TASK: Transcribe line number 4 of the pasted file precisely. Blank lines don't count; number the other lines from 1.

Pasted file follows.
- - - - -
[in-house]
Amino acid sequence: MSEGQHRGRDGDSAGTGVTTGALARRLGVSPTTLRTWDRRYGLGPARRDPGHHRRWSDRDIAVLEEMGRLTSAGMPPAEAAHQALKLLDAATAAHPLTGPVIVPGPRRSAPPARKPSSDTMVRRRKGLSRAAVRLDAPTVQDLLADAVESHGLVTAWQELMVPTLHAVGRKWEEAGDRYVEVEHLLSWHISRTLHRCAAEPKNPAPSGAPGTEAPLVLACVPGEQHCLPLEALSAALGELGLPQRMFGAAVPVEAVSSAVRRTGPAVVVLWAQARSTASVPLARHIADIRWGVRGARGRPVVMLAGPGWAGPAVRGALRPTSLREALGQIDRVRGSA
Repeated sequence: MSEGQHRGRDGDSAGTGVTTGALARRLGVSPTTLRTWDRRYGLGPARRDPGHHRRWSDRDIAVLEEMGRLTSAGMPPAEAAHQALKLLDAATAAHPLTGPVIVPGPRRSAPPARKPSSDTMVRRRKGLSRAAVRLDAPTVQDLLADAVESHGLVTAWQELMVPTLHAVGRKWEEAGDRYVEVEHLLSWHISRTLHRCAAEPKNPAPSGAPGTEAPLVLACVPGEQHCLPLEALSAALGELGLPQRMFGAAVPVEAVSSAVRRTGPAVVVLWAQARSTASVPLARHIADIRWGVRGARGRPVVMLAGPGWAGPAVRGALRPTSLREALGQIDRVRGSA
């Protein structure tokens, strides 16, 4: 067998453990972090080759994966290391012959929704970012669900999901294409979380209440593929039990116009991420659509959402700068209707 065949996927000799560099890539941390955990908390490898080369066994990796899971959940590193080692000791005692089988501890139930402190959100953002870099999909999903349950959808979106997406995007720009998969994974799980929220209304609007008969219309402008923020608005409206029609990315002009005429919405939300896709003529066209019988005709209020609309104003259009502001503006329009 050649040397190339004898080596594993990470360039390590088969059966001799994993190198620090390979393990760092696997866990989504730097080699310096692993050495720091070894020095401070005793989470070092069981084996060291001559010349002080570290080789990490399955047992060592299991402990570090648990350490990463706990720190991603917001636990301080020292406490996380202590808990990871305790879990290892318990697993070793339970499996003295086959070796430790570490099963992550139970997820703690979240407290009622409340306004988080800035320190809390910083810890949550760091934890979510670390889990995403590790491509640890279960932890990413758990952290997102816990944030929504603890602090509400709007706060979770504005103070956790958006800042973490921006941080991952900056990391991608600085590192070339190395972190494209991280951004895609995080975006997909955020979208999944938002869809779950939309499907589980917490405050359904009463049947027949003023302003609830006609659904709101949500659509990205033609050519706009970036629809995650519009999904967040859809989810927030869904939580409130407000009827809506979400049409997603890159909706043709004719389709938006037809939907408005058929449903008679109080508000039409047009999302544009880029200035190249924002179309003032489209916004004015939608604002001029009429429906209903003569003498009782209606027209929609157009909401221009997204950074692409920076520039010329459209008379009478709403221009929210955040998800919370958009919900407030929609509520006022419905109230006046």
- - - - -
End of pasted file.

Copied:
């Protein structure tokens, strides 16, 4: 067998453990972090080759994966290391012959929704970012669900999901294409979380209440593929039990116009991420659509959402700068209707 065949996927000799560099890539941390955990908390490898080369066994990796899971959940590193080692000791005692089988501890139930402190959100953002870099999909999903349950959808979106997406995007720009998969994974799980929220209304609007008969219309402008923020608005409206029609990315002009005429919405939300896709003529066209019988005709209020609309104003259009502001503006329009 050649040397190339004898080596594993990470360039390590088969059966001799994993190198620090390979393990760092696997866990989504730097080699310096692993050495720091070894020095401070005793989470070092069981084996060291001559010349002080570290080789990490399955047992060592299991402990570090648990350490990463706990720190991603917001636990301080020292406490996380202590808990990871305790879990290892318990697993070793339970499996003295086959070796430790570490099963992550139970997820703690979240407290009622409340306004988080800035320190809390910083810890949550760091934890979510670390889990995403590790491509640890279960932890990413758990952290997102816990944030929504603890602090509400709007706060979770504005103070956790958006800042973490921006941080991952900056990391991608600085590192070339190395972190494209991280951004895609995080975006997909955020979208999944938002869809779950939309499907589980917490405050359904009463049947027949003023302003609830006609659904709101949500659509990205033609050519706009970036629809995650519009999904967040859809989810927030869904939580409130407000009827809506979400049409997603890159909706043709004719389709938006037809939907408005058929449903008679109080508000039409047009999302544009880029200035190249924002179309003032489209916004004015939608604002001029009429429906209903003569003498009782209606027209929609157009909401221009997204950074692409920076520039010329459209008379009478709403221009929210955040998800919370958009919900407030929609509520006022419905109230006046």